Westin residents find community, frustrated by distance


Deanna Schwartz

The 11 dismissed N.U.in students were living in the Westin Hotel in Boston.

Susanna Serrano, news correspondent

The N.U.in Boston program made national news after 11 students were dismissed for violating social distancing guidelines. While that incident garnered headlines, the general day-to-day at the Westin Copley Hotel has flown under the radar. 

Students living at the Westin have a less traditional college experience than most freshmen. While they don’t get room service, pool access, or a room to themselves, all rooms come with a hotel mini-fridge, king or queen-sized beds, a bathroom and a view. As opposed to having RAs, students have International Coordinators, or ICs, which is universal across the N.U.in programs.

The biggest concern for many students is the distance from the Westin Copley Hotel to campus, which is almost a mile and an 11-minute ride on the T. The nearest dining hall is at Symphony Hall, which is an 11-minute walk from the Westin. 

“It’s been difficult, at times, just to get out of the room,” said Jack Price, a first-year computer engineering major. “It’s tempting to just stay in there all day long. It’s an investment to get all the way to campus, so if you’re going to go you want to know like ‘Okay, I have everything I need, I have a reason for going down to campus.’”

Riana Baust, a first-year in the Explore Program, said she usually chooses to attend her classes online rather than go all the way to campus, unless she is getting food or a COVID-19 test. The elevators have also created an obstacle in getting to campus, she said. There’s a four-person limit, so during peak times it can be difficult to leave the hotel or get back to your room. 

“Obviously when everyone’s going to the dining hall at 7 p.m., it’s going to be a little crowded. Especially when there’s guests in the hotel, too,” Baust said. “Whenever I see someone evading the four-person policy, it’s always a guest. It’s never a student, because the students know that the ICs are going to attack them and write them up.”

Some students have found that it’s not only inconvenient to be so far from campus, but also isolating.

“I do feel like the N.U.in program does feel a little distant from the rest of campus and the other Northeastern students because we’re in a different program,” said first-year finance major Kameron Courtwright.

Like other first-year students, N.U.in students have had to be creative when it comes to meeting new people and spending time with friends. Students living in the Westin utilized various social media platforms to make plans online before meeting in person.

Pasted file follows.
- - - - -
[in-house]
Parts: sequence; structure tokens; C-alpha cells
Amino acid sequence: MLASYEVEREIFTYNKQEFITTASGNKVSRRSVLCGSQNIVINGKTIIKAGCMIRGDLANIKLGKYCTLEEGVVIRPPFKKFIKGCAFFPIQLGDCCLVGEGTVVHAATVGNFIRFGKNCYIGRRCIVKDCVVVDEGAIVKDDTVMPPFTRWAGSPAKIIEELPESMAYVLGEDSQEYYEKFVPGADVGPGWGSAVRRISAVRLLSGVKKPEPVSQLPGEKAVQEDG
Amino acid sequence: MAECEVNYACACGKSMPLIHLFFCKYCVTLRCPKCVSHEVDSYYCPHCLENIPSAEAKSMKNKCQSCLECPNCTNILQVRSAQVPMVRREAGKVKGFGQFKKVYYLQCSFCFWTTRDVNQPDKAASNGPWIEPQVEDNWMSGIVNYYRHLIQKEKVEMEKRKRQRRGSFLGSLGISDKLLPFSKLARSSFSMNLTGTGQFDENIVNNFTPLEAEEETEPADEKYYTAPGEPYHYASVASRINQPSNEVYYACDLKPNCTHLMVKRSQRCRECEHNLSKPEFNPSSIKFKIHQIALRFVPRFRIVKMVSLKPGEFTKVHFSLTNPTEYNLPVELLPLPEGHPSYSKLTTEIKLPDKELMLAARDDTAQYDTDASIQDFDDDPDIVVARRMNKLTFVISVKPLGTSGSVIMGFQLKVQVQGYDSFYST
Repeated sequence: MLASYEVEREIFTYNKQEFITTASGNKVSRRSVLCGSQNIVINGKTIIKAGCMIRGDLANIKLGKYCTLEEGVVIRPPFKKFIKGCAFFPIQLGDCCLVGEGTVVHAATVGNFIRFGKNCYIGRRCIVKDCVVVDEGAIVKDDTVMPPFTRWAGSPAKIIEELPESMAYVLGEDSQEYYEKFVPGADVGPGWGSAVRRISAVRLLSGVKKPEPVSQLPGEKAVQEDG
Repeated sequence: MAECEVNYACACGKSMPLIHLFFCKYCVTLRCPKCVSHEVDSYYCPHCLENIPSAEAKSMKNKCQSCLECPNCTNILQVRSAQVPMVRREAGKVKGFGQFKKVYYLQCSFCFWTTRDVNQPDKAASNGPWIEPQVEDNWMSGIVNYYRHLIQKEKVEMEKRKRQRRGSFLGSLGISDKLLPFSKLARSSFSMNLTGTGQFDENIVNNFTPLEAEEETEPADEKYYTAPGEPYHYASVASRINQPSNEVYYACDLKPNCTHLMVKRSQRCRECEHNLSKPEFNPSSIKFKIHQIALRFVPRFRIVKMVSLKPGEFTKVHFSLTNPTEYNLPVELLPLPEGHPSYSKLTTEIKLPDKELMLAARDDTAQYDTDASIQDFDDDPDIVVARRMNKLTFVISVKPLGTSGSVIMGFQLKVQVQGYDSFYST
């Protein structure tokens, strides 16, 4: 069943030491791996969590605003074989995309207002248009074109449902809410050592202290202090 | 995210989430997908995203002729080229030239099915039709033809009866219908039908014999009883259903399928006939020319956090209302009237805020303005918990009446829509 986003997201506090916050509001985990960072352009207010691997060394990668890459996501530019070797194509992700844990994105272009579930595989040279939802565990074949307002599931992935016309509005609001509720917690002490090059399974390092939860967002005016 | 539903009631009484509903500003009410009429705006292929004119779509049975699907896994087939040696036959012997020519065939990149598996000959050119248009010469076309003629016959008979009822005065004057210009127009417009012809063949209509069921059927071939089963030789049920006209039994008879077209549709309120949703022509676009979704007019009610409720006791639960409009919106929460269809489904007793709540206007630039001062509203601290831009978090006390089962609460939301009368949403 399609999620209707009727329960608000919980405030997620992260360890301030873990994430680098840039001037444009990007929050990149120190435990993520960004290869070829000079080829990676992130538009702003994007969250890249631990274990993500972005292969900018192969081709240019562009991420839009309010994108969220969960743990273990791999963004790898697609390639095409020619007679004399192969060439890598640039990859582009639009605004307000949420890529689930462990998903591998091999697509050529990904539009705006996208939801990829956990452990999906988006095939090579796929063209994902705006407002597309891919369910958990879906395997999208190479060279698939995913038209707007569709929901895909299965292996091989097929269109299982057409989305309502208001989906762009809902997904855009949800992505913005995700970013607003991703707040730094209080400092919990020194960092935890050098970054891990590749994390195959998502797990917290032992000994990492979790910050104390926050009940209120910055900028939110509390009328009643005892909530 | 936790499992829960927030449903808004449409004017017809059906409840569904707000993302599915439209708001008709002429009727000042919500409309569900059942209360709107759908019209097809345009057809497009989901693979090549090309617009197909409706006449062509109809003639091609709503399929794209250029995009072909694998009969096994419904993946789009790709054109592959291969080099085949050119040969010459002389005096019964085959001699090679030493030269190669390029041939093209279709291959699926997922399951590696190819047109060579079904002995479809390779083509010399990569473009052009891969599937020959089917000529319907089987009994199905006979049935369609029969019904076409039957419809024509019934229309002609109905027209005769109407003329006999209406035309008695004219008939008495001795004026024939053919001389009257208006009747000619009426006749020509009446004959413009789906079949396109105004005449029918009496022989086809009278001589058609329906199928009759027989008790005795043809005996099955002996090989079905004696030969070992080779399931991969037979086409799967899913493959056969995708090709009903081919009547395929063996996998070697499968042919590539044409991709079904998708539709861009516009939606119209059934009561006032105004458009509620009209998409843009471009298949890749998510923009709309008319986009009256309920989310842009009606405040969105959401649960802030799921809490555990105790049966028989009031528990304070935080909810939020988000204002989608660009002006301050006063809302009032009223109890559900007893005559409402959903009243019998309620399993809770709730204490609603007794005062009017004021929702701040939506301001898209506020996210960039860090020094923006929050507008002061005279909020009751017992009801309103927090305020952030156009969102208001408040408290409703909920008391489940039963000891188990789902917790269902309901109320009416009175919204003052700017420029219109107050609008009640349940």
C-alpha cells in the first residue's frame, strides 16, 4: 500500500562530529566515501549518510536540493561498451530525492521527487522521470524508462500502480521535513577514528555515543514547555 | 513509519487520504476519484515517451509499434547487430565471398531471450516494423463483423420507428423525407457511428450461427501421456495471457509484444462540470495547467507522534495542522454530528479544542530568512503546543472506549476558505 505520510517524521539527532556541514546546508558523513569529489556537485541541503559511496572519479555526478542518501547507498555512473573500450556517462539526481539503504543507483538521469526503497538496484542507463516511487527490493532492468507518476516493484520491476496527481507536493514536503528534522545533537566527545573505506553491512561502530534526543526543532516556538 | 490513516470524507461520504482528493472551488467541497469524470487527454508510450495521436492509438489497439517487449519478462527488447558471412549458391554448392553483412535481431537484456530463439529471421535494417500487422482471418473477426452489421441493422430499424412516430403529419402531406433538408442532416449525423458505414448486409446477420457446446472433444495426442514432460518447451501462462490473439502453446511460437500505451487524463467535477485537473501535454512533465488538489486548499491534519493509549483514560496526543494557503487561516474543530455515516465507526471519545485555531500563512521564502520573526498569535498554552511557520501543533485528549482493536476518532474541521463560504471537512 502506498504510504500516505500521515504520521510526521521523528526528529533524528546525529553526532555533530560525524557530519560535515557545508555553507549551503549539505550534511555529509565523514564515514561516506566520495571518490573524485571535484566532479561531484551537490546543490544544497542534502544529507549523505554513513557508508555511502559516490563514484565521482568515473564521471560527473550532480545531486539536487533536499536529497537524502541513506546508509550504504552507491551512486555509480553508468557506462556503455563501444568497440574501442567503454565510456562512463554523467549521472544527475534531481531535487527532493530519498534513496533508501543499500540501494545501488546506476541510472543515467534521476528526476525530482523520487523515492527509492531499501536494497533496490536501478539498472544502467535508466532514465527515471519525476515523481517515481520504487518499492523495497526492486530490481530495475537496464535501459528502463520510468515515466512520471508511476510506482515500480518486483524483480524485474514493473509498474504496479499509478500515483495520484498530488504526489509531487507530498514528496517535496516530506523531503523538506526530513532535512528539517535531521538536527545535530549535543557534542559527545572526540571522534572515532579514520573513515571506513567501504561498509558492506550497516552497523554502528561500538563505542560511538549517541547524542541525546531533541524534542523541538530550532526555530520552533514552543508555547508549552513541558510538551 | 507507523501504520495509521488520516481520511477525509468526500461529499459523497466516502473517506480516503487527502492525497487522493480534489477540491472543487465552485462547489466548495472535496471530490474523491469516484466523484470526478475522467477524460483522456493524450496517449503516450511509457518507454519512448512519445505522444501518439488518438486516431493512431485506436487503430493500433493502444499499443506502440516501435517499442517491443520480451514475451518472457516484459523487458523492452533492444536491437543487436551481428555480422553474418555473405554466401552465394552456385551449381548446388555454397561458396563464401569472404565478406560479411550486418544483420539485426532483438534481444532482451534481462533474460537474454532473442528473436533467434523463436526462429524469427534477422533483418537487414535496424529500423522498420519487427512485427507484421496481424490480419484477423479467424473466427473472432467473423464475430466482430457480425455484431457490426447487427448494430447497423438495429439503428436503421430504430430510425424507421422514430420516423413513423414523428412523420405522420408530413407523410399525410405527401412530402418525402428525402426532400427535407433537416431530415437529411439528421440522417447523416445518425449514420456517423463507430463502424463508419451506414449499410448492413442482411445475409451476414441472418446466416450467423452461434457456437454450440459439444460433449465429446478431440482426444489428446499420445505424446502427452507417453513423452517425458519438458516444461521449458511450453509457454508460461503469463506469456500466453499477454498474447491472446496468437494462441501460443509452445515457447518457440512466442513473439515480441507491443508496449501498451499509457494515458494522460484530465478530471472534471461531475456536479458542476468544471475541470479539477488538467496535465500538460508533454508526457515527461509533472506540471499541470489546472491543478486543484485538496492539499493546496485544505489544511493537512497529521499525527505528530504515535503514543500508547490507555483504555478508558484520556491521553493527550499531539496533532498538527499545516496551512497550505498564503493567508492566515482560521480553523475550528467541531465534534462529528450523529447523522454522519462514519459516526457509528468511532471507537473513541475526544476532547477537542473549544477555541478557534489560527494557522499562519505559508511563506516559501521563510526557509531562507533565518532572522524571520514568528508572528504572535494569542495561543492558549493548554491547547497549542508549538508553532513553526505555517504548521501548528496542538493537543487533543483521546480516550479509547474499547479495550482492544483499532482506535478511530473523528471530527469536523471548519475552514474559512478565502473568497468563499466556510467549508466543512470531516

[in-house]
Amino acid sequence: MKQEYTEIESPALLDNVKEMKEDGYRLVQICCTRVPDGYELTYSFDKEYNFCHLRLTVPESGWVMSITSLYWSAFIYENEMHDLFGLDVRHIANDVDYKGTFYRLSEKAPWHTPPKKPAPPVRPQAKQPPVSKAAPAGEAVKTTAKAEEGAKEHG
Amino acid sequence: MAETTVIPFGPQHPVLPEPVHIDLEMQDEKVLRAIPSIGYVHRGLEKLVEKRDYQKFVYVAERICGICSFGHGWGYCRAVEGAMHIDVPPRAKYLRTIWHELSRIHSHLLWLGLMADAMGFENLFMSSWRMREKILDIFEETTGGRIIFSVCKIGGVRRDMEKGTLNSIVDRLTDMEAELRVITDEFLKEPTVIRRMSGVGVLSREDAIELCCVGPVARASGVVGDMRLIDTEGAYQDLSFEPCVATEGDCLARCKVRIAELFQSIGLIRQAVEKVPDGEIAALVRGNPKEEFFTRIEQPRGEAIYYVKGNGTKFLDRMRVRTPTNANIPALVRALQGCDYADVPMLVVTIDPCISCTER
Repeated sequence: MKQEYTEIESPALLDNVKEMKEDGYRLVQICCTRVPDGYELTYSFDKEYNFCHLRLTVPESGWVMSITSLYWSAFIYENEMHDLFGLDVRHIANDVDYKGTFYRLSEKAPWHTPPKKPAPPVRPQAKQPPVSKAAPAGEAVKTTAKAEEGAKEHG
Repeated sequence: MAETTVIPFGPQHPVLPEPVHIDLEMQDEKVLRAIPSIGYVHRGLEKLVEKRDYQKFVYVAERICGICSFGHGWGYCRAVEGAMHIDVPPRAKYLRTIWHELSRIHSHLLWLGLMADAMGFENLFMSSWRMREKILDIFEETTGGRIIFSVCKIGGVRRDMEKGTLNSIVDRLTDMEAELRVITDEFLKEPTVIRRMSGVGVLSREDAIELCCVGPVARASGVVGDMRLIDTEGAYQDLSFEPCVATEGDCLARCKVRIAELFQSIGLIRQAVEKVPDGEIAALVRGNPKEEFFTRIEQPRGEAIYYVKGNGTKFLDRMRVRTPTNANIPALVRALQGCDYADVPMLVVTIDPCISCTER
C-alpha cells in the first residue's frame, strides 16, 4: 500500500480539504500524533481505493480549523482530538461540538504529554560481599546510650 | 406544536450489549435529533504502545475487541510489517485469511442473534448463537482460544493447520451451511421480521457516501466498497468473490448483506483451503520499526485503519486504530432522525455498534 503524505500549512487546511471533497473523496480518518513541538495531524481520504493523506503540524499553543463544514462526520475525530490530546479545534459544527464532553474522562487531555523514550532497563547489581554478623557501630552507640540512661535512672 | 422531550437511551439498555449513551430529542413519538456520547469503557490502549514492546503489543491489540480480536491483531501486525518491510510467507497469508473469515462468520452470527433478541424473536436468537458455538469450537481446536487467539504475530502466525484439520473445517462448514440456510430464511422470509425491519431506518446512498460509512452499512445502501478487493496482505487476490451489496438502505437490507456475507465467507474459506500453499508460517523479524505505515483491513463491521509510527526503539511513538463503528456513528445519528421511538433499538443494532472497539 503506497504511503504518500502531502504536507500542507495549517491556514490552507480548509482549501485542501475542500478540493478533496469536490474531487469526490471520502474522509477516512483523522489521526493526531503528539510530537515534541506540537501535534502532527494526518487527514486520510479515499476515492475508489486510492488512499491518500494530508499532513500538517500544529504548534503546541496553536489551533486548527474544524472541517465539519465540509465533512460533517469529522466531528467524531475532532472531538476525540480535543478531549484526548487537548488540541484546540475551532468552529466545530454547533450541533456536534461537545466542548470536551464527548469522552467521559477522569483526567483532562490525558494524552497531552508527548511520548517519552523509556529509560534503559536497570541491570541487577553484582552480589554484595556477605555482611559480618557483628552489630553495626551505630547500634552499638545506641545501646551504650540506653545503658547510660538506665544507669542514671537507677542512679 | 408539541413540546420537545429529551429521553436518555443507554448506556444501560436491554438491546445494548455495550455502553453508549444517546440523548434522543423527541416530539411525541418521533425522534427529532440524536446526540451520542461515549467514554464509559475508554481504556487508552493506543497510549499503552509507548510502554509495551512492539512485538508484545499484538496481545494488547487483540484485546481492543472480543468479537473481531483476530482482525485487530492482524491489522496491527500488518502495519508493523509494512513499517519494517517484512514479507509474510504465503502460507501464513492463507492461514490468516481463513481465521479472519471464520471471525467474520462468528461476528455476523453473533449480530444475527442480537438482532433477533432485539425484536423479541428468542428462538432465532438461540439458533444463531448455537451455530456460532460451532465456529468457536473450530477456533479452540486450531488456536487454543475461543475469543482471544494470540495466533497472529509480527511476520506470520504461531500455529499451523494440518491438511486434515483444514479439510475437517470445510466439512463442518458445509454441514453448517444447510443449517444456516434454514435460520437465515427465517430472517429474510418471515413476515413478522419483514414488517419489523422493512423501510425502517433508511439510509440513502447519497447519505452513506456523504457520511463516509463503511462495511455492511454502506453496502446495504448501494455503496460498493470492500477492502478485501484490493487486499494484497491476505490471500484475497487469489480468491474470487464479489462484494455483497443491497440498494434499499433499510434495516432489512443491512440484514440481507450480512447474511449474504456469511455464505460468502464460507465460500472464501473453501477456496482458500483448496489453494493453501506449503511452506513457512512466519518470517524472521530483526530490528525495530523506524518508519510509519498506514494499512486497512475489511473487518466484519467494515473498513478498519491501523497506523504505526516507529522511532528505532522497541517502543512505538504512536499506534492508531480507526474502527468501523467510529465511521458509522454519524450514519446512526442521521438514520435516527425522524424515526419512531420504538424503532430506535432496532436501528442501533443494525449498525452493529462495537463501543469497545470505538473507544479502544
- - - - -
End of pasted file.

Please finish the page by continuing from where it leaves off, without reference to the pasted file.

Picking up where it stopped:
“We have a class Discord, which I am a moderator of,” Price said. “That’s been very helpful in meeting new people and getting to know people. We’ve set up real-life hangouts, we’ve gone to lunch and everything, obviously socially distanced and being safe.”

Baust said she has used elevators as a place to start conversations and meet people and then made plans on Snapchat. Although Courtwright said that she’d been able to meet people in the hallways and then direct messaged them to make plans to get food, it has been difficult to get to know fellow residents. 

“I’d consider myself an extrovert, but it’s still been really hard, especially with everyone wearing a mask, to be able to see their face and recognize them,” she said. “But you really have to figure stuff out or you’re not going to make friends.”

Price, Baust and Courtwright said that the majority of N.U.in students they’d met were doing their best to follow safe COVID-19 practices, including social distancing and wearing masks. 

“Generally, people are being as responsible as possible. When people come out and they hang out in groups it’s difficult to stay six feet apart, but everyone that I’ve interacted with is trying to be as safe as is reasonable and following all the rules that they can. [It is] definitely not a huge party experience,” Price said. “We’ve gotten a pretty bad [reputation] just because of the actions of a couple of people. Everyone that I’ve interacted with has been really on their game COVID-wise.”

Baust also talked about the difference between how the program has been depicted and what it’s actually like. 

“I just don’t like how the media portrays freshmen students as careless and reckless because I feel as though a good 95 percent of the population of the Westin is just trying to do their best and follow the rules,” she said. “We’re better than a lot of other colleges, like the University of Alabama, [so] why are we being compared to them?”

Despite these challenges, Price feels that the students have formed a community. 

“We all want to just do the best we can,” Price said. “I mean, there’s 800 people. It’s pretty hard to classify everyone together, but it’s been a pretty solid community and we’ve all tried to be as positive as we can be for each other.”